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Phagocytosis Mechanism in Higher Animals Report

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Updated: Jul 6th, 2021


Phagocytosis is the process by which cells engulf other smaller cells or particles. The engulfing cell is called a phagocyte. After the phagocytosis process is completed, a phagosome is formed. In some cases, the phagocyte derives nutrients from the engulfed material. This form of feeding is common amongst amoebas and sponges. However, in higher animals, the process is used mainly for defence purposes, especially after infections. This paper discusses the phagocytosis mechanism, especially in higher animals, together with how it is used by the immune system to fight diseases.

The Phagocytosis Mechanism

A bacterium will be used as an example of the engulfed particle. Before the phagocytosis process can be completed, the engulfing cell should adhere to the bacteria. The adherence process depends on the bacteria’s chemical receptors on the surface (Arandjelovic & Ravichandran, 2015). The phagocytosis process can only occur after the phagocyte binds to the receptors on the surface of the bacteria. If the phagocyte is not compatible with the available receptors, blood proteins, which are called opsonins, form a coating film on the surface of the bacteria through the opsonisation process (Davies & Abreu, 2014). The phagocytes then bind to the opsonins, and the phagocytosis process is initiated.

After the adherence phase, the engulfment process starts. This speed of engulfment depends on the size of the bacteria or particle. Small bacteria are engulfed instantly. However, large particles or clumps of bacteria are engulfed slowly over a prolonged period. The phagocyte moves around the bacteria until they are engulfed completely to form a phagosome. The phagocyte then releases hydrolytic enzymes, which are used to digest the phagosome (Gordon, 2016).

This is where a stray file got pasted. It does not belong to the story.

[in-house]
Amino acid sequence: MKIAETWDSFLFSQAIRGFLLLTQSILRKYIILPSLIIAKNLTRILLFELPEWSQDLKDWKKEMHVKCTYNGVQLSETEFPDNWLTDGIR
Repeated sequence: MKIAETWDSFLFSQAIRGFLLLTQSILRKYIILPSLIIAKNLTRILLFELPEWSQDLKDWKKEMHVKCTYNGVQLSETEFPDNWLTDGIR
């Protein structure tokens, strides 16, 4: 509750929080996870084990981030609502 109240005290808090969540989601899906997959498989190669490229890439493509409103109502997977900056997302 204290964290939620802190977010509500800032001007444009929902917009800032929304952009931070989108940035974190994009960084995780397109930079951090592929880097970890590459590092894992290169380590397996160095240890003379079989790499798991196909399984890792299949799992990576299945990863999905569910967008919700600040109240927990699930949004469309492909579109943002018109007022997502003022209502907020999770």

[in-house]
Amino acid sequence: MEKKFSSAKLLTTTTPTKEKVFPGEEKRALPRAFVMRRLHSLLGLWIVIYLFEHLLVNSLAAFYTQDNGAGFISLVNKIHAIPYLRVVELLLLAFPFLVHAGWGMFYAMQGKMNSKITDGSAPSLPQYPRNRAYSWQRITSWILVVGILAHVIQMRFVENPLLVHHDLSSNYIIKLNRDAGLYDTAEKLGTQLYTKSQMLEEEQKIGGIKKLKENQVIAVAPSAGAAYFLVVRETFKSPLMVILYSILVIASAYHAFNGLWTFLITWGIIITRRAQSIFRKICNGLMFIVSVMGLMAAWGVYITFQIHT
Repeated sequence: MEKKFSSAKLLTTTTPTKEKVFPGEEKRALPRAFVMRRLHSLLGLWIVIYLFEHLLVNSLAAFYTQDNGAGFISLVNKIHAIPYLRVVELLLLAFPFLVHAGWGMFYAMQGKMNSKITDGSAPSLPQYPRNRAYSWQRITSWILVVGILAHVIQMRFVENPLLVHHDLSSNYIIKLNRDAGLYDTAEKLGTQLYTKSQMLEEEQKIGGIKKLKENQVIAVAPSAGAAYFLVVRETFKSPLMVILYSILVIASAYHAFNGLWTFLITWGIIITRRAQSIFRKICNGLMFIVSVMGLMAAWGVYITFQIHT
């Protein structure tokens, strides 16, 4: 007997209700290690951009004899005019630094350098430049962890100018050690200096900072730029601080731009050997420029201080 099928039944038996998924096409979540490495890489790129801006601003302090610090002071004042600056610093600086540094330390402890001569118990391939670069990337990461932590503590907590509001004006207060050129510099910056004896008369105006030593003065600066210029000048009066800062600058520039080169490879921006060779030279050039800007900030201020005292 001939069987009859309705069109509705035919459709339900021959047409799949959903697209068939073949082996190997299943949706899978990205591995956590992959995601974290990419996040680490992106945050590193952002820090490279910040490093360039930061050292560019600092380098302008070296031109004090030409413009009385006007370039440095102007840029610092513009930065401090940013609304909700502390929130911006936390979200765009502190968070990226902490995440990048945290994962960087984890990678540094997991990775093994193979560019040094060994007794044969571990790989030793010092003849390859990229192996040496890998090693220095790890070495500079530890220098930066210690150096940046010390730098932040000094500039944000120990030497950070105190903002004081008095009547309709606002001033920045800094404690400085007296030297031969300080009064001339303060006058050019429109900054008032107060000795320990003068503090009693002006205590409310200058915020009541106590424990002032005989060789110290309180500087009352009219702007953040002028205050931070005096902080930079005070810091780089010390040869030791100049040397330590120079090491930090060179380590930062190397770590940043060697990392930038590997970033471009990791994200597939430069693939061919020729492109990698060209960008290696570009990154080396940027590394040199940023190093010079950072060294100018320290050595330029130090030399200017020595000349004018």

The phagocytosis pathway.
Figure 1: The phagocytosis pathway (Richards & Endres, 2014).

The enzymes are normally found within lysosomes, which are membrane-enclosed sacs found inside a cell. The enzymes break down the phagosome into small organic components that are ultimately used by the cell for different purposes (Gordon, 2016). The undigested materials are released back to the tissues, which activates the immune system to produce more phagocytes to digest such materials. In some cases, some bacteria are not recognisable by the general antibodies present in the body. As such, the opsonisation process does not take place, and the bacteria cannot be engulfed. In such cases, the body is forced to mount an immune response to attack the bacteria, as explained in the next section.

Role of Phagocytosis in the Immune System

In the mammalian immune system, the white blood cells (WBC) are the common phagocytes. After bacteria invade the body, the immune system’s first reaction is to control the invasion and eradicate the pathogen. Depending on the site of invasion, the immune system is activated based on the cells that defend that area. For instance, macrophages defend the lungs, and when an invasion occurs, they respond by trying to digest the pathogen (Huang et al., 2017).